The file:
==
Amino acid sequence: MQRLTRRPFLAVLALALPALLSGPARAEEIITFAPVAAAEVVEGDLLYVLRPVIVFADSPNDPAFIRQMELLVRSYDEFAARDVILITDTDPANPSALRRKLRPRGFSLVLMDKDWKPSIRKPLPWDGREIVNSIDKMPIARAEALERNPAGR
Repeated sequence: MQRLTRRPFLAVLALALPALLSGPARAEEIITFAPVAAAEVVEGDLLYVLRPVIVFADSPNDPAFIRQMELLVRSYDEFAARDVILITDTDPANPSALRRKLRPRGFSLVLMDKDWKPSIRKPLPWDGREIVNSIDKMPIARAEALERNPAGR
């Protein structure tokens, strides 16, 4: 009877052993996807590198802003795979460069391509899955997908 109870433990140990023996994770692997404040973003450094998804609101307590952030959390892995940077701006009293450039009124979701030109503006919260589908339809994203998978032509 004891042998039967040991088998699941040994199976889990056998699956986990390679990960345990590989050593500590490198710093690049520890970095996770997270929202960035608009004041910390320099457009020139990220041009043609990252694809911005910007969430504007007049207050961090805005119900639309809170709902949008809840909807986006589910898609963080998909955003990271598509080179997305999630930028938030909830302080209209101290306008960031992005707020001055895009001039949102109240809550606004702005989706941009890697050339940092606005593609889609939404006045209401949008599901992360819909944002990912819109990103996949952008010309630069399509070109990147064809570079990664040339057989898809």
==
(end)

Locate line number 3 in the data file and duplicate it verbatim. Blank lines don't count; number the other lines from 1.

């Protein structure tokens, strides 16, 4: 009877052993996807590198802003795979460069391509899955997908 109870433990140990023996994770692997404040973003450094998804609101307590952030959390892995940077701006009293450039009124979701030109503006919260589908339809994203998978032509 004891042998039967040991088998699941040994199976889990056998699956986990390679990960345990590989050593500590490198710093690049520890970095996770997270929202960035608009004041910390320099457009020139990220041009043609990252694809911005910007969430504007007049207050961090805005119900639309809170709902949008809840909807986006589910898609963080998909955003990271598509080179997305999630930028938030909830302080209209101290306008960031992005707020001055895009001039949102109240809550606004702005989706941009890697050339940092606005593609889609939404006045209401949008599901992360819909944002990912819109990103996949952008010309630069399509070109990147064809570079990664040339057989898809």